Most Popular in:

Antiaging/Cosmeceuticals

Email This Item! Print This Item!

Beauty Product Launches for Mature Market Represent Shrinking Proportion, Says Mintel

Posted: September 30, 2013

“There is a perception that beauty and personal care companies ignore old(er) people—a perception that is not completely unjustified,” writes Vivienne Rudd, director of global insight, beauty and personal care with Mintel, in the blog post “The mature beauty market – time for brands to grow up?

She continues, “A search on Mintel’s Global New Products Database (GNPD), which covers beauty launches in 48 countries, reveals that while the number of launches targeting ‘mature’ skin and hair rose modestly in numerical terms between January 2011 and August 2013, they actually represented a shrinking proportion of launches.

“This is true even of the skincare, colour cosmetics and haircare categories, all of which have seen increasing use of anti-ageing terminology and ingredients in their marketing. And when it comes to products that directly target women aged 50+, the situation becomes even less promising, with only a handful of brands doing this.

“Mintel’s Old Gold trend explains that manufacturers are facing two opposing forces. On the one hand, people in developed and some developing countries are living and working longer and represent a growing proportion of the population whereas younger consumers’ share is falling. On the other hand, usage of many beauty and personal care products falls away once people hit their mid-50s.

“There will be an estimated 715 million people aged 65+ in 2020, so what can manufacturers do to keep them engaged in the beauty and personal care market? The answer is relevance. Beauty companies must take the physiological and emotional needs of this demographic into account and formulate and market accordingly.

“Kanebo’s Chicca brand does this beautifully. Described as a make-up brand for ‘stylish and adorable women in their 50s and 60s,’ the shades and textures have been specially selected to flatter older skin, while the sales environment is tailored to suit older women. In the skincare space, proving that BB creams aren’t just for younger women, Zoe Revital BB Technology Complexion Enhancer Day Cream is specifically developed for the needs of mature skin aged up to 65 years and improves elasticity and smoothes wrinkles.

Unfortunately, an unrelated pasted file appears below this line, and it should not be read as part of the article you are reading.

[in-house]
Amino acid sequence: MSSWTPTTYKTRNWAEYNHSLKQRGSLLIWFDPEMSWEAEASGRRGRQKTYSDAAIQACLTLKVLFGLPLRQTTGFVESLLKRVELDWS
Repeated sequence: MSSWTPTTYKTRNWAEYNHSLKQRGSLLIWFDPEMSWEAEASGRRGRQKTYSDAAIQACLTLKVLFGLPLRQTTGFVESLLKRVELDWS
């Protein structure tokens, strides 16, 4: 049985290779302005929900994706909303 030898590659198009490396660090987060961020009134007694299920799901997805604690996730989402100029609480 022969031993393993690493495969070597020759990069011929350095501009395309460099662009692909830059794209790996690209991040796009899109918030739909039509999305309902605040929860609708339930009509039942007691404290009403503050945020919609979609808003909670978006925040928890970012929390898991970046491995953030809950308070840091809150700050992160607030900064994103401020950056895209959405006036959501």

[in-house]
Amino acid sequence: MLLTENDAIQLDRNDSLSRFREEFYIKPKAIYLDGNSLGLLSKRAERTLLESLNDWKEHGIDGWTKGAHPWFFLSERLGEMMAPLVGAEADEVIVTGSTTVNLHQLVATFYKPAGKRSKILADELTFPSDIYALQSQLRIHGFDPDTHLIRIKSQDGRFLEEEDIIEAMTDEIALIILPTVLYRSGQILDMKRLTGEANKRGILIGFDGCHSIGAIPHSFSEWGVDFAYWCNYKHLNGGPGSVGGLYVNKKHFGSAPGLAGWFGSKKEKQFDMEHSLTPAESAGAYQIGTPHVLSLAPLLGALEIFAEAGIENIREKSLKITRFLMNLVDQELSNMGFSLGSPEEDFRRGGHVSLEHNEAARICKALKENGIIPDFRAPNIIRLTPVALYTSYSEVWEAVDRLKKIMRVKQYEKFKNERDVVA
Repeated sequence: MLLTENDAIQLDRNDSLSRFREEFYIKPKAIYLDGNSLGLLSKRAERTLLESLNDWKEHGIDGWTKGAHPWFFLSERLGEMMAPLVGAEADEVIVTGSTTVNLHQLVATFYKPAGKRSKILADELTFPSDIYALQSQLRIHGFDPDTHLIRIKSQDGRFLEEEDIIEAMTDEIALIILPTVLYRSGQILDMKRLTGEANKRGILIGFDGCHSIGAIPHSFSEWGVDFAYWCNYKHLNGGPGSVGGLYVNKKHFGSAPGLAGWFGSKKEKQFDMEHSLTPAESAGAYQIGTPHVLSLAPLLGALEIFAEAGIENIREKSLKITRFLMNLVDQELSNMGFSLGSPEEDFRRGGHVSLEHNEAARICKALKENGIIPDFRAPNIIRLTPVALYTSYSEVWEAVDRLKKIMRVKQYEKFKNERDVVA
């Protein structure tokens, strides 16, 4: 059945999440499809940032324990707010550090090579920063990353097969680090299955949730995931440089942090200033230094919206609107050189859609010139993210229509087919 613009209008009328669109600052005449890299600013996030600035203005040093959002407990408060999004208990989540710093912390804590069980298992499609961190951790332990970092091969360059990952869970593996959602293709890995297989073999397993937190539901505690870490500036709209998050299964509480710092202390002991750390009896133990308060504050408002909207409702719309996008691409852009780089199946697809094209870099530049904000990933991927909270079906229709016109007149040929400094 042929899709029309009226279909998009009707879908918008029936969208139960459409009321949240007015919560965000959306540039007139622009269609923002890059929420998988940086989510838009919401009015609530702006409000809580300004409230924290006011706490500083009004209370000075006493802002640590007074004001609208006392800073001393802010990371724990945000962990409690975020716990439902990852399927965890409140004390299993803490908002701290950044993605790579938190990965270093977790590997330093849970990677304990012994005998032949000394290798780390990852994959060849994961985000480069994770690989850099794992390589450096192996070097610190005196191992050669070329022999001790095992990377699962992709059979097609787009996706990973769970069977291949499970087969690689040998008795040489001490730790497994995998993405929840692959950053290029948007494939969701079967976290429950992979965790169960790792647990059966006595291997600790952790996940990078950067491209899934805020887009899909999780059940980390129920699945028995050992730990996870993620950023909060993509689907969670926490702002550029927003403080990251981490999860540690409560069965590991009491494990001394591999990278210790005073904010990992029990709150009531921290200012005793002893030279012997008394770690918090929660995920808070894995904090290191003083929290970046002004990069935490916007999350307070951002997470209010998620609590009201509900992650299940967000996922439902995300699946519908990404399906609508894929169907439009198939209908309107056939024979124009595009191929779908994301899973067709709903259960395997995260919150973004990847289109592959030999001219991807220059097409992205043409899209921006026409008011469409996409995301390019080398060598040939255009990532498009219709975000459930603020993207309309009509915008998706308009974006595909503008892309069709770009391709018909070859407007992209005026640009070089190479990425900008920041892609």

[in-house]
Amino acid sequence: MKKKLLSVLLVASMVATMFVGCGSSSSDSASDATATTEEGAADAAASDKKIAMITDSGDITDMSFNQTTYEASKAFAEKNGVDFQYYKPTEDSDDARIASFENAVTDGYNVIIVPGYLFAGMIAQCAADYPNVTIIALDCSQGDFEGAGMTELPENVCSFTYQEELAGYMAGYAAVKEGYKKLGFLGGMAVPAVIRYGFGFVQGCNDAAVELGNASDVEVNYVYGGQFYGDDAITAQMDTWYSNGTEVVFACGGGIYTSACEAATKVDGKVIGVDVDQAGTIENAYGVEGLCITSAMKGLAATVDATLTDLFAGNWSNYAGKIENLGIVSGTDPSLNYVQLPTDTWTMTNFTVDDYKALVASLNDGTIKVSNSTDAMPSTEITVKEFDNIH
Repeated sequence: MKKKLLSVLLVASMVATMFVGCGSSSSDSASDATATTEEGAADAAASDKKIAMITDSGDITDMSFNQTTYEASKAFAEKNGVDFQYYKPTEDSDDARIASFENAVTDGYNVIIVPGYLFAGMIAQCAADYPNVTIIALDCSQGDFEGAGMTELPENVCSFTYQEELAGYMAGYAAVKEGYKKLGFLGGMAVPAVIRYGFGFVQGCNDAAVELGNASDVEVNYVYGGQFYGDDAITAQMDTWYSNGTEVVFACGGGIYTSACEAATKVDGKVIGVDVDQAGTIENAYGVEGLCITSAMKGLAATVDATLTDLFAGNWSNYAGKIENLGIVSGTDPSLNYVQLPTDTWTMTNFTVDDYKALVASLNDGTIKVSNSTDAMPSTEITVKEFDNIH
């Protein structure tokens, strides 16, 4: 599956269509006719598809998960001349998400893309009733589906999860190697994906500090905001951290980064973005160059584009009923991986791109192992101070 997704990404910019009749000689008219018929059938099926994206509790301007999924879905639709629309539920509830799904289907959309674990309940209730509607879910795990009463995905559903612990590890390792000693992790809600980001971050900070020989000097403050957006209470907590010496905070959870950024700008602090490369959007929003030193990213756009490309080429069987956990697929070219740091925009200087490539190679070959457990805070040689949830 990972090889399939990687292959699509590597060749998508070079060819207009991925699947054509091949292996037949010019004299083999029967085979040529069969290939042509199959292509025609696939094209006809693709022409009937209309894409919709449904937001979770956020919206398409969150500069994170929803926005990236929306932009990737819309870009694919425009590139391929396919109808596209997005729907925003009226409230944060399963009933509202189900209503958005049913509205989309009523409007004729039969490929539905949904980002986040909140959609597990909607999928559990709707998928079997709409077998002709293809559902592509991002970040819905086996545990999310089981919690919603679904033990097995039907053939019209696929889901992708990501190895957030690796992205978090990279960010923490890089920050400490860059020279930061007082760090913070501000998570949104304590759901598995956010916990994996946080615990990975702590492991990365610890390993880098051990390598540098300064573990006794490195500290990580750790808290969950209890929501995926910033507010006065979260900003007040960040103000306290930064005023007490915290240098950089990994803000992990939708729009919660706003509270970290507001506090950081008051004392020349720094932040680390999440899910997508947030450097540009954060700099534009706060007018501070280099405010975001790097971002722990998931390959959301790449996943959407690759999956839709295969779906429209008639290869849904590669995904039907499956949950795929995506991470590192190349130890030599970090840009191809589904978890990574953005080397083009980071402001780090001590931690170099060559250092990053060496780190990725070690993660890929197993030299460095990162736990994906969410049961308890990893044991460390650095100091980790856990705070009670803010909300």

“When it comes to haircare, Dessange may not mention a specific age band, but its Age Sublime Orchidee Shampooing Nutri-Repulpeur is said to add thickness and shin to mature weakened hair; and Pola’s Growing Shot BK Hair Tonic is designed for mature women to revitalise the scalp and make hair stronger and more elastic—although it also promises to help prevent hair loss and thinning hair after childbirth.

“However, putting products on the market won’t be enough. This generation may have more to spend than younger people, but they demand value for money. Brands will have to justify their prices by explaining and proving how and why their products work. Diagnostic equipment is already appearing on counter in department stores and perfumeries, and taking a cue from Chicca and providing a semi-private consultation area may entice more older men and women to have their hair and skin analysed for a personalised regimen, driving up usage and repeat purchases,” Rudd concludes. And for more on the mature beauty market from Mintel, check out its Innovation Zone presentations at in-cosmetics Asia 2013, taking place in Bangkok October 29-31, 2013.